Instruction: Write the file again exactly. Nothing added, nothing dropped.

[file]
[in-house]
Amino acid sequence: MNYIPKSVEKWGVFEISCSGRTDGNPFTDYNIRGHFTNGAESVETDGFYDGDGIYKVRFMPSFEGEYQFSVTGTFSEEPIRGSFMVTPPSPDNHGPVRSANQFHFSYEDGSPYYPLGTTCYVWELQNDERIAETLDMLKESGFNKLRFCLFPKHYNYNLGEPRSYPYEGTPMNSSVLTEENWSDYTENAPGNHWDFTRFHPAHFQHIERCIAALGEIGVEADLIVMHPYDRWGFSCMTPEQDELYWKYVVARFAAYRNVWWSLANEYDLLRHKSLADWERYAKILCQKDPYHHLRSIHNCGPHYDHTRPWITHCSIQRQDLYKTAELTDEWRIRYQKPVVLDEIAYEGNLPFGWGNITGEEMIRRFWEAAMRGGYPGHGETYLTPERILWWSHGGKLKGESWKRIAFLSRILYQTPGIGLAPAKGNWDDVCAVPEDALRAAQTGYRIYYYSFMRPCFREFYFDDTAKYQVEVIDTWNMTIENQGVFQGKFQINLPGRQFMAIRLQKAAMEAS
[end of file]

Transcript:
[in-house]
Amino acid sequence: MNYIPKSVEKWGVFEISCSGRTDGNPFTDYNIRGHFTNGAESVETDGFYDGDGIYKVRFMPSFEGEYQFSVTGTFSEEPIRGSFMVTPPSPDNHGPVRSANQFHFSYEDGSPYYPLGTTCYVWELQNDERIAETLDMLKESGFNKLRFCLFPKHYNYNLGEPRSYPYEGTPMNSSVLTEENWSDYTENAPGNHWDFTRFHPAHFQHIERCIAALGEIGVEADLIVMHPYDRWGFSCMTPEQDELYWKYVVARFAAYRNVWWSLANEYDLLRHKSLADWERYAKILCQKDPYHHLRSIHNCGPHYDHTRPWITHCSIQRQDLYKTAELTDEWRIRYQKPVVLDEIAYEGNLPFGWGNITGEEMIRRFWEAAMRGGYPGHGETYLTPERILWWSHGGKLKGESWKRIAFLSRILYQTPGIGLAPAKGNWDDVCAVPEDALRAAQTGYRIYYYSFMRPCFREFYFDDTAKYQVEVIDTWNMTIENQGVFQGKFQINLPGRQFMAIRLQKAAMEAS